Young leaders destined to shake up agriculture – applications are open for the evokeAG. 2024 crop of future young leaders - evokeAG.

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Young leaders destined to shake up agriculture – applications are open for the evokeAG. 2024 crop of future young leaders

The search is on to find the next crop of emerging leaders, dedicated to the continuous improvement and prosperity of Australian agriculture and its value chain. Applications are now open and close Monday, 4 September 2023.

The AgriFutures evokeAG. Future Young Leaders program provides a platform for participants to share their key messages, innovations, and research projects with an international audience at evokeAG. 2024. 

Through a comprehensive mentoring program, participants will gain the skills, networks, and connections to thrive in their careers. 

So what sort of ‘exceptional edge’ does it take? Here’s some inspiration from the 2023 evokeAG. Future Young Leaders. 

Matt Anderson: Putting farmers at the forefront of agritech adoption and tech development

Hailing from the Liverpool Plains in New South Wales, Matt Anderson trained and practised in law in the city before returning to the country to raise cattle and head up agritech projects at Famers2Founders, which supports innovative agrifood startups to deliver real impact in agriculture. 

He’s urging researchers and startups to understand farmers’ needs before developing new technology. 

RELATED: Don’t leave our farmers behind

“From my perspective, there’s not enough learning from farmers among innovators and developers, and too little focus on building capability for using technology on-farm,” Matt said.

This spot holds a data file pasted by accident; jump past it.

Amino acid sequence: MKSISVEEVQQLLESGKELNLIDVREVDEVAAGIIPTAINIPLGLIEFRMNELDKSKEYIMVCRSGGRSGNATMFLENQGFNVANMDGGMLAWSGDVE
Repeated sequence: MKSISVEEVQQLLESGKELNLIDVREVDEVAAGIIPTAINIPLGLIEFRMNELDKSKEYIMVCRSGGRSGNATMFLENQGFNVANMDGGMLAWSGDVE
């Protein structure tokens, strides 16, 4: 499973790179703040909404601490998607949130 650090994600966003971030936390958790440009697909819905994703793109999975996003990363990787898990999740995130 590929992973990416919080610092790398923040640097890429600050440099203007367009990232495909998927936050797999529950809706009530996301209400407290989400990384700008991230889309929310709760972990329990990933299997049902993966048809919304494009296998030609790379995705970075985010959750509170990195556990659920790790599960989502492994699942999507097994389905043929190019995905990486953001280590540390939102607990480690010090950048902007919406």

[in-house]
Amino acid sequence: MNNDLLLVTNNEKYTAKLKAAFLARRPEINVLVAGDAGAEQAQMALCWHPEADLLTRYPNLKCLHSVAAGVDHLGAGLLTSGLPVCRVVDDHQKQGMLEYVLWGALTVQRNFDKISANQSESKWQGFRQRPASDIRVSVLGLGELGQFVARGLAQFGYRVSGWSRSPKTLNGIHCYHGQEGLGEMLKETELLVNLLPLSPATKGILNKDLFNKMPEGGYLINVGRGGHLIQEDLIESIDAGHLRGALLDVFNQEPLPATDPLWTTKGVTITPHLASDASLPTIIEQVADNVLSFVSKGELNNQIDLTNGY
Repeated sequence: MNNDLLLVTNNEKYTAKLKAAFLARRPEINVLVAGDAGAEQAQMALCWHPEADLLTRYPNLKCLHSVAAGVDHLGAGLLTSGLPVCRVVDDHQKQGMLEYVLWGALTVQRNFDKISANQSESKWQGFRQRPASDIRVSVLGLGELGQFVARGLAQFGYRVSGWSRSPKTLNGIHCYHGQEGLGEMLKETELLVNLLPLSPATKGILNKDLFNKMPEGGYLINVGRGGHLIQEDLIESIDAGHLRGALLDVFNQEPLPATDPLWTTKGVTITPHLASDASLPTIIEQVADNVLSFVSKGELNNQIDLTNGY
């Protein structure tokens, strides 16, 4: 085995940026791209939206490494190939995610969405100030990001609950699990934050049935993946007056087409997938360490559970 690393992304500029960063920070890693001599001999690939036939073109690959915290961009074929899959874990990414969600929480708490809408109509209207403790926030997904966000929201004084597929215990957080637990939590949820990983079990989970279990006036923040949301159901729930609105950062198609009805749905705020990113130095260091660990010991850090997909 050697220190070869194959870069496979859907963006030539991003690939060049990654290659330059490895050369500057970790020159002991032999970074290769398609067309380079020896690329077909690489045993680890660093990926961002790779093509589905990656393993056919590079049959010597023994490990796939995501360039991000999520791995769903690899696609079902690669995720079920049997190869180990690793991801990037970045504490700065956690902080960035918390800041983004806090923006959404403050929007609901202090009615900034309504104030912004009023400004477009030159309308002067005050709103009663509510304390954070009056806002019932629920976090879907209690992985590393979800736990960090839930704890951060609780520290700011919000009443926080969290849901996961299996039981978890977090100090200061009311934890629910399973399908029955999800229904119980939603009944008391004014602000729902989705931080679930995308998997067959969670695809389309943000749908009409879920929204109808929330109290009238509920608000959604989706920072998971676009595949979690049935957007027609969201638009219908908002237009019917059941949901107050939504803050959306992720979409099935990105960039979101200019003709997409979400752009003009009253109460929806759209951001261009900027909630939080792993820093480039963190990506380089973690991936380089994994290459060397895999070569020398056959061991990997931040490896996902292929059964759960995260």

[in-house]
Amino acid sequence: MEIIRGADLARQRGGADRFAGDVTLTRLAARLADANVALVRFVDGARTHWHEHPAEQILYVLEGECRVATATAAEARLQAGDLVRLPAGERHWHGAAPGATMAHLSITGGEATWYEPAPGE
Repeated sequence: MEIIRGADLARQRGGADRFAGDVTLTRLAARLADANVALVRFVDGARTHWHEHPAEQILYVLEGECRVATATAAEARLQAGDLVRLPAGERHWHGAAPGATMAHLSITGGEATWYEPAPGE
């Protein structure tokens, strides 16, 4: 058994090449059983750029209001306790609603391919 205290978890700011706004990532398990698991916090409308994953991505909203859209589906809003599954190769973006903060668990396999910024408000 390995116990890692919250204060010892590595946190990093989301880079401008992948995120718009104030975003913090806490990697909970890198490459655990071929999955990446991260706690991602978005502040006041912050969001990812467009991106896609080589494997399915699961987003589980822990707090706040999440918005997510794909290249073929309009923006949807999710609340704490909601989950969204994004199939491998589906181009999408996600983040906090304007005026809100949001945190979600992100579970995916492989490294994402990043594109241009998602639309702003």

“We are witnessing rapid innovation across the supply chain and world-changing research and development now and into the next decade but it’s important to recognise that change begins on-farm.” 

Isaac Mayer: A passion for native bees and their role in pollination services

Another Future Young Leader, Isaac Mayer, got his first taste of agriculture as an 11 year-old in Sydney, looking after his school’s native beehive.  

So inspired was Isaac by this experience that he saved his pocket money to buy his first native beehive and three years later started his own company called Native Bush Bees.   

Now aged 18, Isaac looks after more than 100 native beehives and is a passionate advocate for native bees and their essential role in pollination, highlighting their resistance to common pests and diseases.  

“I now recognise that a key to the future of agriculture lies in the untapped potential of the 75 per cent of children who live in the cities and have very little exposure to agriculture,” he said.  

“All it took was a little nudge from my teacher to ignite my passion for native bees and a career in agriculture, but it could be chickens or a vegetable garden. 

“So I go back to my primary school every year and open one of my hives for the kids with the hope of inspiring a new generation.” 

Without experiences like this, Isaac believes young people will continue to choose careers in law, medicine and finance, while agriculture will miss out on the best and brightest.  

“The most important thing I want to do is to give as many other young people as possible a little nudge towards agriculture,” he said.  

RELATED: The search for the next generation of Future Young Leaders in agrifood is underway

Keeley Lester: A vision for ag education for all

When Keeley Lester took on her first job as a primary school teacher, she wasn’t expecting to be given a high school agriculture class simply because she’d grown up on a farm at Cuckoo in Tasmania.